It is disheartening to realize that there are veterans who, after faithfully and courageously serving their country, end up homeless and living in the streets of the country that they served. Such a fate is certainly not what a veteran deserves.Early this month, Secretary of Veterans Affairs Eric K. Shinseki announced grants worth more than $41.9 million, to be shared by 40 States. The said grants will go to community groups towards providing more than 2,500 beds for homeless veterans this year. Secretary Shinseki said: “These grants wouldn’t have happened without the extraordinary partnerships forged with community organizers. These investments will provide transitional beds to Veterans who have served honorably, but for various reasons now find themselves in a downward spiral toward despair and homelessness.”
Public and non-profit organizations can receive assistance in the establishment and operation of new supportive housing and service centers for homeless veterans, through the Homeless Providers Grant and Per Diem Program.
The total value of the grant is divided into two categories, according to the press release on the Veterans Affairs website. An estimated $26.9 million will be spent towards the renovation, rehabilitation, or acquisition of space for 1,352 transitional housing beds. A total grant of $15 million, on the other hand, will provide funding for 1,216 beds at existing transitional housing for homeless veterans.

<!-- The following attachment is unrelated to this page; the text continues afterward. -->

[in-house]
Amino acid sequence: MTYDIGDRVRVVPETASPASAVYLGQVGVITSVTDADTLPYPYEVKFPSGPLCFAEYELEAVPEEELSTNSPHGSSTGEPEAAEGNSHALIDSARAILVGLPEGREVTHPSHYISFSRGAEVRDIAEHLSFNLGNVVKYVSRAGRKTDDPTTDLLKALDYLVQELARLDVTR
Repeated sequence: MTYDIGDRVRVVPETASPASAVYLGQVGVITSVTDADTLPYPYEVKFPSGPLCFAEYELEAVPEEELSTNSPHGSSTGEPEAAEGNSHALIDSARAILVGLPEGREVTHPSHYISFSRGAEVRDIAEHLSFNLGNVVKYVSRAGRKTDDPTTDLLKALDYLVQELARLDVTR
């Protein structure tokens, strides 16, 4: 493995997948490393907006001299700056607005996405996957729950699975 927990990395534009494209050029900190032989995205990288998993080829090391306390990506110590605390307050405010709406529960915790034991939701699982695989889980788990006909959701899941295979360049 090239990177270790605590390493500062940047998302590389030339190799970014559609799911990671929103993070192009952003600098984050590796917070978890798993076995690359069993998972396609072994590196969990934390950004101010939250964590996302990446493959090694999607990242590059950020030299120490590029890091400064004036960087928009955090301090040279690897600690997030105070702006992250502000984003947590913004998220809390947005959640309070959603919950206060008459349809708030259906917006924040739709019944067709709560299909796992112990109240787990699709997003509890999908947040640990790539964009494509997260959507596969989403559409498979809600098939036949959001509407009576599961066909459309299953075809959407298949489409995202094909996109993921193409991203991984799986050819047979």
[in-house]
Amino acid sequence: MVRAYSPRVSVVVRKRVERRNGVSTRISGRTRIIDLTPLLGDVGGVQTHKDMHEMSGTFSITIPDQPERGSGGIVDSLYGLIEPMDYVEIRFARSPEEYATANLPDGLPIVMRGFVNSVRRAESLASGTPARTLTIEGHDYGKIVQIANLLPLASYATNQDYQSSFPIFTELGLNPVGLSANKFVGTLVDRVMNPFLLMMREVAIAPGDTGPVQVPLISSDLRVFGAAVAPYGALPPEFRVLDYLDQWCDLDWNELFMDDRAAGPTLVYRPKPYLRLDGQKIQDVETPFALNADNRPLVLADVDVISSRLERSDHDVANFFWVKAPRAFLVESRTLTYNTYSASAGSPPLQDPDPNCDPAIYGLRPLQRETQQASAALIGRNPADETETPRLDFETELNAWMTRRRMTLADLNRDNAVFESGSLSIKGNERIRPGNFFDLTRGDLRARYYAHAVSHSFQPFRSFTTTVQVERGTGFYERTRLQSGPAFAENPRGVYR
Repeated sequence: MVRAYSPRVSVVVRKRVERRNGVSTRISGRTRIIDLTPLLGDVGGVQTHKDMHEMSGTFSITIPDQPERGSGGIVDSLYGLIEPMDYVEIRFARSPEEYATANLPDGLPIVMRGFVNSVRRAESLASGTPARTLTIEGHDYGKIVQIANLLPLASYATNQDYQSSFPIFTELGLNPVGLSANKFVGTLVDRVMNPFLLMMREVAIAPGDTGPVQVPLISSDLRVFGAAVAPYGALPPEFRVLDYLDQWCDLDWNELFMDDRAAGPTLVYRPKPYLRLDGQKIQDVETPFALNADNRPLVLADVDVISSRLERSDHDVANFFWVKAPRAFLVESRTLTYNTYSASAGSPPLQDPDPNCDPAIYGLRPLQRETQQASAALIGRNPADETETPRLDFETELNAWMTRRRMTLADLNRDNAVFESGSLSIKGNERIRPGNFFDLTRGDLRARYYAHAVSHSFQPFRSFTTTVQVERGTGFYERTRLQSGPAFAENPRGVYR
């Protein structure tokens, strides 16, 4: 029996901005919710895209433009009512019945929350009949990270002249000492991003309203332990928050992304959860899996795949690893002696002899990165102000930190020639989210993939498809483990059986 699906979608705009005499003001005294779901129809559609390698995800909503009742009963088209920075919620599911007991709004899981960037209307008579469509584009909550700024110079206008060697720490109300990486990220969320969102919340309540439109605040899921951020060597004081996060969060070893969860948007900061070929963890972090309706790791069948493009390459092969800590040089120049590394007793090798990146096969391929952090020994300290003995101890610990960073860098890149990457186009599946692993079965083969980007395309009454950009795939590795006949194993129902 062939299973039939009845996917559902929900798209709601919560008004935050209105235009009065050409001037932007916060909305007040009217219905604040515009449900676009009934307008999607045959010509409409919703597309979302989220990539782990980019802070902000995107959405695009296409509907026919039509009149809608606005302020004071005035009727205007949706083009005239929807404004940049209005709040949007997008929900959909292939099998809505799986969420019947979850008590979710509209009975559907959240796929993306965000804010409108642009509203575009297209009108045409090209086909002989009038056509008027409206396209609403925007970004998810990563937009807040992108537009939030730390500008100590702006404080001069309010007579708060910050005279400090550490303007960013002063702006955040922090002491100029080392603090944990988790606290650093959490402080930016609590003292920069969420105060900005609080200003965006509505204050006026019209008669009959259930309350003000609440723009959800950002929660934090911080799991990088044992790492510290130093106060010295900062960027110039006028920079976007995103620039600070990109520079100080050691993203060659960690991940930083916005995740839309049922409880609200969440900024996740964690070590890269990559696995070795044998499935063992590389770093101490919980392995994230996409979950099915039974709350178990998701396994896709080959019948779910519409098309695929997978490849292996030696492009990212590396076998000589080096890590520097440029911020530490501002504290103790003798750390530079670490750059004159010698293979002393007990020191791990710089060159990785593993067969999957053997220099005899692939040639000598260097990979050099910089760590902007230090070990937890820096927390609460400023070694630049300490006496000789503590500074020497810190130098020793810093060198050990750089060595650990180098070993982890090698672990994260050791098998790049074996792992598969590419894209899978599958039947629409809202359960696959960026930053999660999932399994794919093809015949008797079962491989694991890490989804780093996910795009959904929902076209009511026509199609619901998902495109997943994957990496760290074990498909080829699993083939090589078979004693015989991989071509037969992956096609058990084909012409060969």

The ultimate goal of the Department of Veterans Affairs is to eliminate homelessness among Veterans within five years. Towards this end, the VA will implement a “no wrong door approach”; this means that veterans who ask for help should be able to find what they need in VA programs, from community partners, or through contract services.
This may be a tall order, but our veterans deserve nothing less.